Social Media & Relationship Building May Not Mean Immediate Money — and That's OK!
The overlap between fundraising and "mission-raising" is significant because as mentioned before, this is about creating a dialogue and an opportunity for engagement between your brand and consumers, not to mention consumer-to-consumer.
Here is a collection of ideas and strategies that are popular and successful:
- Take the opportunity to capture feedback from people visiting your Facebook pages and through your Twitter posts. Constituents have told us time and time again they want a dialogue, not a one-way conversation. Use a survey link in your posts and simply ask them to provide their opinions about your organization, their experiences and what they would like to see done differently.
- Due to the nature of how people use Facebook, take the opportunity to tell your story. There are readership limits and longer posts are not always best, so keep that in mind. But tell your story through a series of posts to create ongoing readership and engagement.
- To the point above, when telling your story don't forget the amazing connections achieved through photos and video messaging. For years we've talked about "putting a face on the organization" — this is the easiest way to do it. It also creates a natural link to your YouTube channel. Don't have one? GET ONE! Video messages often garner the strongest sense of connection to a brand. Every nonprofit has libraries of amazing videos — testimonials, events, mission education, etc. Gather those up, put them on YouTube, and create a connection with people by posting those links on Twitter and Facebook. You can even enable your constituents to provide their own videos of when they have engaged with your brand or your mission.
- While it is different from asking for feedback, creating an environment on your social-media sites for people to share their own personal stories is important. No matter what kind of charity you are, there are people who have been touched by your organization or the cause you represent in one way or another. Providing a platform for people to share their stories is a step toward a stronger connection to your brand and also creates a connection between your constituents. Granted, you can't control what is said and it might make you bristle sometimes, but expression is a part of social interaction and it's better to hear/read what they are thinking than not be aware. Take any negative stories and find a way to turn them into opportunities for your organization to improve or learn.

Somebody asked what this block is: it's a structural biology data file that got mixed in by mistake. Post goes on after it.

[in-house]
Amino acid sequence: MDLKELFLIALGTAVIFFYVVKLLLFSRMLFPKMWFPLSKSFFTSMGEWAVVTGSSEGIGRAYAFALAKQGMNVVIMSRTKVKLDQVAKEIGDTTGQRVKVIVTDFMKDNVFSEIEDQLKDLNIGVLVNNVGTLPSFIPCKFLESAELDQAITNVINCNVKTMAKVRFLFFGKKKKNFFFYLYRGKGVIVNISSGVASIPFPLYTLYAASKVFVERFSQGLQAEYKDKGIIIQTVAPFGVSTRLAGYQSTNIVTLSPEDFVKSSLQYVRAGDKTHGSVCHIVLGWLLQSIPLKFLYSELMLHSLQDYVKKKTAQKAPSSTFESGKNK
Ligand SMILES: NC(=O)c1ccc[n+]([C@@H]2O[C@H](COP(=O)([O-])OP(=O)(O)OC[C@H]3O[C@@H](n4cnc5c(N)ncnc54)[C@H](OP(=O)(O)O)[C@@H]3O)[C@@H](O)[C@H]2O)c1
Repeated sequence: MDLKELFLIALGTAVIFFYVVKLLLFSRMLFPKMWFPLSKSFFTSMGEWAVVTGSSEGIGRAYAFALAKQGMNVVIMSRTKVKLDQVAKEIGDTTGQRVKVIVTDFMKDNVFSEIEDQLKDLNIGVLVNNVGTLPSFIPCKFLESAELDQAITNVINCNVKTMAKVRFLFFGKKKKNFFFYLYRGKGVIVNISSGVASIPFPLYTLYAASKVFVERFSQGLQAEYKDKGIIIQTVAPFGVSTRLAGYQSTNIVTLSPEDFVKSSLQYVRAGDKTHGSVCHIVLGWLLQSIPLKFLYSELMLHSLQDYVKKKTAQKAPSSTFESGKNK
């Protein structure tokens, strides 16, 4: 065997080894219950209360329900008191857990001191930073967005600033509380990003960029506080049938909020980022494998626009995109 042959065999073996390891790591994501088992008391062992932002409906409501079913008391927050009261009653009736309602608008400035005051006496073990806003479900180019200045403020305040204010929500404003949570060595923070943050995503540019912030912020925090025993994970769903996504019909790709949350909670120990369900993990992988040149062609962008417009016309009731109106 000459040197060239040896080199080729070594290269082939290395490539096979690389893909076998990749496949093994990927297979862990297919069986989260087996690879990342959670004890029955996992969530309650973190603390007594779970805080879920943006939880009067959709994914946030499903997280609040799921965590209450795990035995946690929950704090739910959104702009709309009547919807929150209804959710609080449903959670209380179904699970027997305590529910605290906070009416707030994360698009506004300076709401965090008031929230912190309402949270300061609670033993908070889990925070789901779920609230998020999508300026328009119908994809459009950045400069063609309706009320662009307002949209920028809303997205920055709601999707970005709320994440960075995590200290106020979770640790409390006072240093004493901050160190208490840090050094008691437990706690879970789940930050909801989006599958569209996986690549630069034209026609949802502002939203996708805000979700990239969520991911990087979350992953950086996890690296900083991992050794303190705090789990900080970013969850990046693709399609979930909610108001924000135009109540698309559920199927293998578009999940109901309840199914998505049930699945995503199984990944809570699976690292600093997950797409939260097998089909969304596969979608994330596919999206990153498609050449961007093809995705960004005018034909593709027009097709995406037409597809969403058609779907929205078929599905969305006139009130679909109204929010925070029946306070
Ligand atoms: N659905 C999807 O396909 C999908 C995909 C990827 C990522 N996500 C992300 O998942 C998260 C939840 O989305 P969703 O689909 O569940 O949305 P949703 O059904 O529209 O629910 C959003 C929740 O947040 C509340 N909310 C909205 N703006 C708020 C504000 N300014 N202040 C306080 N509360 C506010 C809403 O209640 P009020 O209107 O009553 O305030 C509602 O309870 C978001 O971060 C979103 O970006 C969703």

- One of the most challenging things for nonprofits is finding ways to show progress and report results. Many organizations continue to get feedback from their donors that messaging is lacking real information about how the money is being used and what progress is being made against the mission. These engagement channels are perfect for pushing results-based dialogue to your constituents and their "friends," fans and followers.
- Raising direct donations is not a bad strategy, but you must be patient. Remember, consumers expect engagement, a dialogue and a relationship. Through all the outreach, storytelling and messaging you provide through your channels, you are paying into the relationship with your constituents. Asking them to pay into the relationship with you and support your mission and fundraising goals is appropriate at the right time.
- Last but not least — recruiting volunteers for a community or virtual event is an obvious opportunity. In fact, this is how the majority of organizations got started in social media, and it continues to be a very successful strategy. There are very well-documented best practices around this topic.
The primary advice that runs through all of this is to take your time and do it right. You are building relationships, and that is not going to happen overnight. Be consistent, be true to your mission, and stay active on these channels. It works.
Vice President, Strategy & Development
Eleventy Marketing Group
Angie is ridiculously passionate about EVERYTHING she’s involved in — including the future and success of our nonprofit industry.
Angie is a senior exec with 25 years of experience in direct and relationship marketing. She is a C-suite consultant with experience over the years at both nonprofits and agencies. She currently leads strategy and development for marketing intelligence agency Eleventy Marketing Group. Previously she has worked at the innovative startup DonorVoice and as general manager of Merkle’s Nonprofit Group, as well as serving as that firm’s CRM officer charged with driving change within the industry. She also spent more 14 years leading the marketing, fundraising and CRM areas for two nationwide charities, The Arthritis Foundation and the American Cancer Society. Angie is a thought leader in the industry and is frequent speaker at events, and author of articles and whitepapers on the nonprofit industry. She also has received recognition for innovation and influence over the years.